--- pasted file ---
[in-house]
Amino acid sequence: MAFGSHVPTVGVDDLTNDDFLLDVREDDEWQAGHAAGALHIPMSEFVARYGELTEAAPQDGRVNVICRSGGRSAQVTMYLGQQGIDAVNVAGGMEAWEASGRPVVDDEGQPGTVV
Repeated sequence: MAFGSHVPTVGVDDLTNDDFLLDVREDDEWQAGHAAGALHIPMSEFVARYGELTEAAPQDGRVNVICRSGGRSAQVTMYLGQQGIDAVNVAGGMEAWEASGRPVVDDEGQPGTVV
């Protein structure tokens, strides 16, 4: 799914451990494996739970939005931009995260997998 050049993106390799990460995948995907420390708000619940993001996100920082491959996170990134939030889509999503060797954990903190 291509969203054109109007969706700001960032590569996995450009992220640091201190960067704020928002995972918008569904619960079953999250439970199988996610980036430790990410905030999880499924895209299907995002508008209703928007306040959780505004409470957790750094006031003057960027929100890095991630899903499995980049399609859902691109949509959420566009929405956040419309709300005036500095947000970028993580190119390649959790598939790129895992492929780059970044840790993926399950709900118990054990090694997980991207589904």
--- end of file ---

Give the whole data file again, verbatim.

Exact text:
[in-house]
Amino acid sequence: MAFGSHVPTVGVDDLTNDDFLLDVREDDEWQAGHAAGALHIPMSEFVARYGELTEAAPQDGRVNVICRSGGRSAQVTMYLGQQGIDAVNVAGGMEAWEASGRPVVDDEGQPGTVV
Repeated sequence: MAFGSHVPTVGVDDLTNDDFLLDVREDDEWQAGHAAGALHIPMSEFVARYGELTEAAPQDGRVNVICRSGGRSAQVTMYLGQQGIDAVNVAGGMEAWEASGRPVVDDEGQPGTVV
């Protein structure tokens, strides 16, 4: 799914451990494996739970939005931009995260997998 050049993106390799990460995948995907420390708000619940993001996100920082491959996170990134939030889509999503060797954990903190 291509969203054109109007969706700001960032590569996995450009992220640091201190960067704020928002995972918008569904619960079953999250439970199988996610980036430790990410905030999880499924895209299907995002508008209703928007306040959780505004409470957790750094006031003057960027929100890095991630899903499995980049399609859902691109949509959420566009929405956040419309709300005036500095947000970028993580190119390649959790598939790129895992492929780059970044840790993926399950709900118990054990090694997980991207589904």